The DOT argues that this evidence would also be inadmissible because it constitutes a claim of damage for temporary inconvenience due to construction of the project. Review of the record, as cited by the parties, reveals that contrary to the DOT's contention, it did not timely object to this evidence on this specific ground. Thus, this issue is not preserved on appeal. Nodvin v. West, 197 Ga. App. 92
, 95 (3) (a) (397 SE2d 581
5. The DOT claims that the trial court erred in admitting a photograph showing temporary inconvenience due to construction. The photograph was offered only to show the difference in elevation between the road and the remainder of the property. The picture depicted the completed grading of the slope and accurately depicted the final condition of the area shown in the photograph, except that grass had not been planted on the slope. Before the photograph was shown to the jury, the trial court instructed that: "what [the photograph] depicts is the slope, the relationship to the road. It does not depict the final condition of the property. It depicts the slope and the condition of the road, and that is the sole purpose for which it's admitted."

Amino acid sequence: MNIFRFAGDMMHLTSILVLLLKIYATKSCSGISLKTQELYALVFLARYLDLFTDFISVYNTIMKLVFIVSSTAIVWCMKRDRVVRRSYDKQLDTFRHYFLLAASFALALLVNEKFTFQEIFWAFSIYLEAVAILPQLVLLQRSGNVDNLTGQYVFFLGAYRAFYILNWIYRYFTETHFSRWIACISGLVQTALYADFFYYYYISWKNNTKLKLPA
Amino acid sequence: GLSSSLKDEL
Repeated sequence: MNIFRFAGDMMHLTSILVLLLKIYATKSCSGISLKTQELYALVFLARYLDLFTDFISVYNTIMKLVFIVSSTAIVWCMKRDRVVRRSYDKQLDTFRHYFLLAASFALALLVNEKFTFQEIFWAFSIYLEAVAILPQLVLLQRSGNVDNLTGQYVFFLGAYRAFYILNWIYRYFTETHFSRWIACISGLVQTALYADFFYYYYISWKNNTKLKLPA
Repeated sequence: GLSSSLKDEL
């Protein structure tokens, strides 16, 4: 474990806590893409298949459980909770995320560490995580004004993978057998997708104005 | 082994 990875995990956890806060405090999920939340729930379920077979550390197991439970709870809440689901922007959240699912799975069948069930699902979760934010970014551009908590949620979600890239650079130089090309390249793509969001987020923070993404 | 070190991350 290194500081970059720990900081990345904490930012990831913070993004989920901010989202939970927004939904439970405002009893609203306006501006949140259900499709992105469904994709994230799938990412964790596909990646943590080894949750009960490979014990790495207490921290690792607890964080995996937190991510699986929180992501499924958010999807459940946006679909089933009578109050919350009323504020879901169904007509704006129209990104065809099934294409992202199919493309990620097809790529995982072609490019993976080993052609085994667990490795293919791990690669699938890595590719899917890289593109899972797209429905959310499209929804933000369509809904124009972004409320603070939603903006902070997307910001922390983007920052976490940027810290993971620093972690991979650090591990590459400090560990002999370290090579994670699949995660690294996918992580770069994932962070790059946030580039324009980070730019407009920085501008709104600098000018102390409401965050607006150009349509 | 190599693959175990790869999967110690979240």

The trial court did not abuse its discretion in admitting the photograph. See Dept. of Transp. v. Ballard, 208 Ga. App. 474
, 475 (3) (430 SE2d 848
) (1993). There was an adequate evidentiary basis to authorize a jury to find that the conditions of the slope depicted in the photograph were continuous and permanent incidents of the public improvement of the state highway system. See Dept. of Transp. v. Millen, 222 Ga. App. 519
, 521 (2) (474 SE2d 687
) (1996); Ballard, supra.